|The Master sitting in the wicker chair|
" "Dr. Watson, Mr. Sherlock Holmes," said Stamford, introducing us. "
And indeed, so were we all introduced to the 'consulting detective' and his Boswell.
Sherlock Holmes and John Watson, MD, made their debut in the story "A Study in Scarlet", published in Beeton's Christmas Annual of 1887. Their popularity took off with the publication of short stories in the Strand Magazine in 1891; Sidney Paget's drawings for the stories, like the one above, are the best known, if not the definitive illustrations of the detective.
For a good overview, see the Sherlockian.net Holmepage, which has extensive information and links for everything Sherlockian.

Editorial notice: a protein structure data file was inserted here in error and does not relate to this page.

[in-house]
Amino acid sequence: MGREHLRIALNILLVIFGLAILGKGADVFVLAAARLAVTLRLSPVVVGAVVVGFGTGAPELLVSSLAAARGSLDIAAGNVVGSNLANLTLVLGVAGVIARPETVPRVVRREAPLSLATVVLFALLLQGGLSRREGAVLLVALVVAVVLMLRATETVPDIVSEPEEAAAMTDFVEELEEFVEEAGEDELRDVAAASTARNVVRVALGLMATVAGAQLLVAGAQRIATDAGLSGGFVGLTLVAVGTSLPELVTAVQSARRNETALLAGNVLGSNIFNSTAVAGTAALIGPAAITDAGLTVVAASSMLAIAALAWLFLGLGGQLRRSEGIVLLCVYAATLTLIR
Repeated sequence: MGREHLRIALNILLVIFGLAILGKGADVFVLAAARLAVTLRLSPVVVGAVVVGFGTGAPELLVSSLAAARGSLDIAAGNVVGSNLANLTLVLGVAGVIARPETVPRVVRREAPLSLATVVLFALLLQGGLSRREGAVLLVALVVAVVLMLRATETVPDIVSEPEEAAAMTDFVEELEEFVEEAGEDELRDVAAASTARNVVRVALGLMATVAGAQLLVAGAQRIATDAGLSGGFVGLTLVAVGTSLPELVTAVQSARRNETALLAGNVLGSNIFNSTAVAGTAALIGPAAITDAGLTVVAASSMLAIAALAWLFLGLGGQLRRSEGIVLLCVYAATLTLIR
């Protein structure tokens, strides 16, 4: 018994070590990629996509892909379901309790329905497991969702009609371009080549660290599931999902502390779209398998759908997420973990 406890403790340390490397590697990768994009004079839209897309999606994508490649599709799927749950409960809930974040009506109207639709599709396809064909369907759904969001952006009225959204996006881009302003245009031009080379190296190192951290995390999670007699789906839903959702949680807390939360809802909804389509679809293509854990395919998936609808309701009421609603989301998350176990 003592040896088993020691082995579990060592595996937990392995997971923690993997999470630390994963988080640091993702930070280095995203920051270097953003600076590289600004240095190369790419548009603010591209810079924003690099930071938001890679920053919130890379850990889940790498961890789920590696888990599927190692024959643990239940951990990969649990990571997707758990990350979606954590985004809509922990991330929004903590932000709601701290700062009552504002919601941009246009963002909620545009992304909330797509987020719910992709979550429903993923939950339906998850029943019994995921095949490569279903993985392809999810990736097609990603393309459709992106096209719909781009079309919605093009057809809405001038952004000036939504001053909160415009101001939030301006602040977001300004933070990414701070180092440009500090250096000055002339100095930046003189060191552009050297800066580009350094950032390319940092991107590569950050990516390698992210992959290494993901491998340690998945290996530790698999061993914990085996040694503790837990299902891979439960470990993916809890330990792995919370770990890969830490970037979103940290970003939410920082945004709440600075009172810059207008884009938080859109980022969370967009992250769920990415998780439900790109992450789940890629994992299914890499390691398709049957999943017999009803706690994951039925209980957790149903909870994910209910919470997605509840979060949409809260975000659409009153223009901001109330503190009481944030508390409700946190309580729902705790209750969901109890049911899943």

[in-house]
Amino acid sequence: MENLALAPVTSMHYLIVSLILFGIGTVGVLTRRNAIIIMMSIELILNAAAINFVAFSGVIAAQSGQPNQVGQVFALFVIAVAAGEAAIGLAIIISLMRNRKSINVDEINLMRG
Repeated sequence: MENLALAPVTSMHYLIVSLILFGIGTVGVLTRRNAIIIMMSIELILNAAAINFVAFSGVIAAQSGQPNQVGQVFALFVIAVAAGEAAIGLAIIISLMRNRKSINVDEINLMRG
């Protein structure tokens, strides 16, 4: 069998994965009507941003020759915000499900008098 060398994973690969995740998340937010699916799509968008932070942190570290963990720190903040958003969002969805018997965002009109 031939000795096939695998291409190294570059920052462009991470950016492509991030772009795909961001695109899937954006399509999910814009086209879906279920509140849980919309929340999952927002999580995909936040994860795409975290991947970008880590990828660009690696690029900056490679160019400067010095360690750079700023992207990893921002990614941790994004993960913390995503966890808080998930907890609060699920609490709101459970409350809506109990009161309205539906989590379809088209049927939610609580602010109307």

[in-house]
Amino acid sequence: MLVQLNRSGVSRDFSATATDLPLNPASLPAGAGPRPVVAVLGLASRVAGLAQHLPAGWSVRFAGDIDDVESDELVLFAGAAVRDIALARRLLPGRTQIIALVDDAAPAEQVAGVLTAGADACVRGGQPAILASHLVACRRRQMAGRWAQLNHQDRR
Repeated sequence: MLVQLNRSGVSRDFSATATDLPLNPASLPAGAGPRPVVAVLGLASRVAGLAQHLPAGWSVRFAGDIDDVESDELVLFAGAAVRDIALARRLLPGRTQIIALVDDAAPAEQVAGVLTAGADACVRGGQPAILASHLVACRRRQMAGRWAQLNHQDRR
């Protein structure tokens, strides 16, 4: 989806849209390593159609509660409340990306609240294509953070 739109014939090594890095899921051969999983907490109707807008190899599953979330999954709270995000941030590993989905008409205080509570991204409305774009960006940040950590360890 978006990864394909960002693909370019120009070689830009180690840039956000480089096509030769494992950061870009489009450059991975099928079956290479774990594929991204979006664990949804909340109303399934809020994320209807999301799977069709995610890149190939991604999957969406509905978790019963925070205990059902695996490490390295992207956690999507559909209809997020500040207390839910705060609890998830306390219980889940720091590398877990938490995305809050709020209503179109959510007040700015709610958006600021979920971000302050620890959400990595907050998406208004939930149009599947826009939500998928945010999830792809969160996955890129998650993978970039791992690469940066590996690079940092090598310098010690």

From the same website, you can find the individual stories to read on-line; of course, children, physical books still exist in physical libraries, if (like me) you prefer curling up in the easy-chair with a book rather than a lap-top. If you have never read the Canon, start with the short stories - "The Adventure of the Speckled Band", "The Adventure of the Dancing Men", "A Scandal in Bohemia", "The Adventure of The Red-Headed League", and the like.
(The Dancing Men was the first story I read as a child - very good for a budding cryptologist. The Speckled Band was the second story - not so good for an ophidiophobe. Oh well.)
What else could we make today in celebration but MYSTERY CAKE, which you can find here with photos of the steps and amusing commentary from King Arthur Flour (go here for the ingredients and directions).
"Come, Watson, come! The game is afoot."